‘Shocking’ levels of CFS interactions with First Nation infants in Manitoba: research

Some Indigenous leaders say new research is proof CFS in Manitoba is an extension of government systems aimed at separating Indigenous children from their families. Morgan Modjeski reports.

Indigenous leaders say new research is proof positive Child and Family Services (CFS) in Manitoba is an extension of government systems aimed at separating Indigenous children from their families – similar to the residential school system and Sixties Scoop.

They say immediate action is needed to address the disparity.

“When a child is not being taught their culture, their language, they lose who they are as a person,” said Chief Betsy Kennedy with the Assembly of Manitoba Chiefs (AMC). “And for the young moms, when they don’t have their babies, they feel loss and the loss is always severe.

“It’s another form of taking away our children.”

The research, which involved tens of thousands of children over a 20-year-span, found 36 per cent of First Nation infants had contact with CFS – a rate four times higher than non-First Nation infants.

It also found nine per cent of First Nation infants experienced placement in CFS custody (seven times higher than non-First Nations) and five per cent experienced legal termination of parental rights (eight times higher).

Chief Betsy Kennedy of the War Lake First Nation says the study shows CFS is just another extension of past government bodies aimed at separating Indigenous families. (Steve Anderson, CityNews)

And outright removal from a child’s parents at birth was roughly six times more common for First Nation newborns, it found.

Kennedy hopes the research leads to more support to keep families together, saying seizures by CFS leave long-lasting scars.

“This continues and it shouldn’t be happening,” said Kennedy, who is also Chair of the AMC Women’s Counsel. “We should be providing and helping families stay together.”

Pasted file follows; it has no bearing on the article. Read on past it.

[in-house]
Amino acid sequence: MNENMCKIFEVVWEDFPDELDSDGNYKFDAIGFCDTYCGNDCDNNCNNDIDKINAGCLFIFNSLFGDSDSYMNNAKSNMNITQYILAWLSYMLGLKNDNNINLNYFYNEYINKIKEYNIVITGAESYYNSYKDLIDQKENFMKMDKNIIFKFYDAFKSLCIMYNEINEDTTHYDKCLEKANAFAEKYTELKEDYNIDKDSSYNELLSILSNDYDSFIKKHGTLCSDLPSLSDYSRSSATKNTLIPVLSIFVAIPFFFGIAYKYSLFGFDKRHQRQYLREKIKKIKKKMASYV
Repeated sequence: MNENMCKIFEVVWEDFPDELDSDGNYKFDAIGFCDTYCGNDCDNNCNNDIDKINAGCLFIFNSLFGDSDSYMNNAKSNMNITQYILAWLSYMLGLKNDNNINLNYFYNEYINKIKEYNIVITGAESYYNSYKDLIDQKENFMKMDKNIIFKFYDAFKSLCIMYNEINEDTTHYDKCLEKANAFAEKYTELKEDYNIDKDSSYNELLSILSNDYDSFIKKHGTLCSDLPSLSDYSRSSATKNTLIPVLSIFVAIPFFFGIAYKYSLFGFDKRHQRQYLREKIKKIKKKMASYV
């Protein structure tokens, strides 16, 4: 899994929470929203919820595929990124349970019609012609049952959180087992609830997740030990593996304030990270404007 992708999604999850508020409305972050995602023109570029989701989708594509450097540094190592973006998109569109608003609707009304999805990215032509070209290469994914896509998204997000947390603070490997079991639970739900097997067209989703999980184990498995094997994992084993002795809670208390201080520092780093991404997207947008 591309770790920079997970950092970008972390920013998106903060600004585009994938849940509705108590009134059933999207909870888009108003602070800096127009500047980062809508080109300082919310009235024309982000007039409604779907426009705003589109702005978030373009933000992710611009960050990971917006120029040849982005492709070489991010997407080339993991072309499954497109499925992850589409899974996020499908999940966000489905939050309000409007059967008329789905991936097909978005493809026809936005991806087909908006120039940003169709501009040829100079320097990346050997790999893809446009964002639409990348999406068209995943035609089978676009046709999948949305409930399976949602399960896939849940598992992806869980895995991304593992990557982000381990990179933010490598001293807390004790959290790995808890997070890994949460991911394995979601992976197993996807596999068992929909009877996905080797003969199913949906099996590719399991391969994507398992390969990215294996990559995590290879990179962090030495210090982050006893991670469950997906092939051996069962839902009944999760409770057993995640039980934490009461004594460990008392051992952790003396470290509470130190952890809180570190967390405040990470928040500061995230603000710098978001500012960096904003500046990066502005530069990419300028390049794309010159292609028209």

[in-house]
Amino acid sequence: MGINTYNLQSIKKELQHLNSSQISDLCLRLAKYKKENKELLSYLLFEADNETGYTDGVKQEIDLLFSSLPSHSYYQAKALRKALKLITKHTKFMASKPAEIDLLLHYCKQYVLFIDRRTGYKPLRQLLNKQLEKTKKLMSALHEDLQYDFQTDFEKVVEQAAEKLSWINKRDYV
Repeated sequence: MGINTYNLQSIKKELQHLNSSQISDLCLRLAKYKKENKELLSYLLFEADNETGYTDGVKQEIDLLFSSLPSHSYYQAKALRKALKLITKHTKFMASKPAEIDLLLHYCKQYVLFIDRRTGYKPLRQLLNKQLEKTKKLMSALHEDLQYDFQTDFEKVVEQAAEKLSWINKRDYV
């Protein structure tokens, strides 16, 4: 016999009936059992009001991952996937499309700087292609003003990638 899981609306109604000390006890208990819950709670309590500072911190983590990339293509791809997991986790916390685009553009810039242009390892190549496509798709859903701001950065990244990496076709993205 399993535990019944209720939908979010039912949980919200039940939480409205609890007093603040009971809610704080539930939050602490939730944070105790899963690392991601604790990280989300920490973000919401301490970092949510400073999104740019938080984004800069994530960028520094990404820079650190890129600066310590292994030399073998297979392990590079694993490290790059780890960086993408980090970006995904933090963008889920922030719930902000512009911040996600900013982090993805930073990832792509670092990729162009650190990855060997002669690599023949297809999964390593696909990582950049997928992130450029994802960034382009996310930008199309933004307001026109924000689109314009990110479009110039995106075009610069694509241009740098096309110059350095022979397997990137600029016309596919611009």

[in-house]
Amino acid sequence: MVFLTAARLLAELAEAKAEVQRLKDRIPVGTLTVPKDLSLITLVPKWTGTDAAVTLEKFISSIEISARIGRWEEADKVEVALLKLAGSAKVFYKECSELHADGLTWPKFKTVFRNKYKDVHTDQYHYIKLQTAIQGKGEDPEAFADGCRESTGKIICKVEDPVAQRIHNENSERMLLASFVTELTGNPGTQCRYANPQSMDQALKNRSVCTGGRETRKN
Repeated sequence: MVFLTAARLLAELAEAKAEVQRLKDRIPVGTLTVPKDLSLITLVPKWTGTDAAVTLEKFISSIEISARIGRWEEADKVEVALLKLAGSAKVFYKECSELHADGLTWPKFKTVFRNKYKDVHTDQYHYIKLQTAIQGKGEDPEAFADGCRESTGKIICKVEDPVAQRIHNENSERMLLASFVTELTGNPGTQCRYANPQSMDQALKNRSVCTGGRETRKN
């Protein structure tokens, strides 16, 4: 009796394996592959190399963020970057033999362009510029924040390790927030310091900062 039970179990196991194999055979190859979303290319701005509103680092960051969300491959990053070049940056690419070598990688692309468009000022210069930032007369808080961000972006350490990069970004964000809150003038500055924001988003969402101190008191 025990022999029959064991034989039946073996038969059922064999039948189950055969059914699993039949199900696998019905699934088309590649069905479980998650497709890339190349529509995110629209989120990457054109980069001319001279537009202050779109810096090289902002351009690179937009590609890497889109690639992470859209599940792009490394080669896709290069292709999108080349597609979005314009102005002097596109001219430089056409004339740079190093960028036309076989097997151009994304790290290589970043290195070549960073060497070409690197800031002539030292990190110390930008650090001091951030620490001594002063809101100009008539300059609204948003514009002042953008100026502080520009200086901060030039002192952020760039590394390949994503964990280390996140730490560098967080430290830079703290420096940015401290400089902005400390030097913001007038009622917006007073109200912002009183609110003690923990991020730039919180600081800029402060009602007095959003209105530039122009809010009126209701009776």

READ: Advocates await action, five years after MMIWG inquiry released

The paper’s lead, Dr. Kathleen Kenny, hopes the findings spur permanent change.

“The numbers speak to a massive level of CFS disruption and intrusion into families,” said Kenny, a postdoctoral fellow of community health sciences at the University of Manitoba’s Max Rady College of Medicine.

“That’s the why we’re doing this work: for action.”

Dr. Kathleen Kenny from the University of Manitoba speaks to CityNews reporter Morgan Modjeski. (CityNews)

Manitoba Minister of Families Nahanni Fontaine says CFS in Manitoba is a “colonial enterprise,” stressing since the NDP was elected last year, decolonizing the system has been a top priority.

“Let’s govern child welfare in a way that we’re not coming back 20 years and apologizing to Indigenous children,” Minister Fontaine said.

Pointing to the recent commitment to transfer jurisdiction of CFS from the province to First Nations at a roundtable attended by roughly 40 Indigenous leaders, Fontaine said the government’s goal is working to keep families together, as opposed to turning to what she called “stranger-based” care.

“Children do better when they are with their parents,” she said. “Children do better when they are with their communities. Children do better when they are immersed in their culture, their traditions, their language, they just do better.

“That is what de-colonizing child welfare is all about.”

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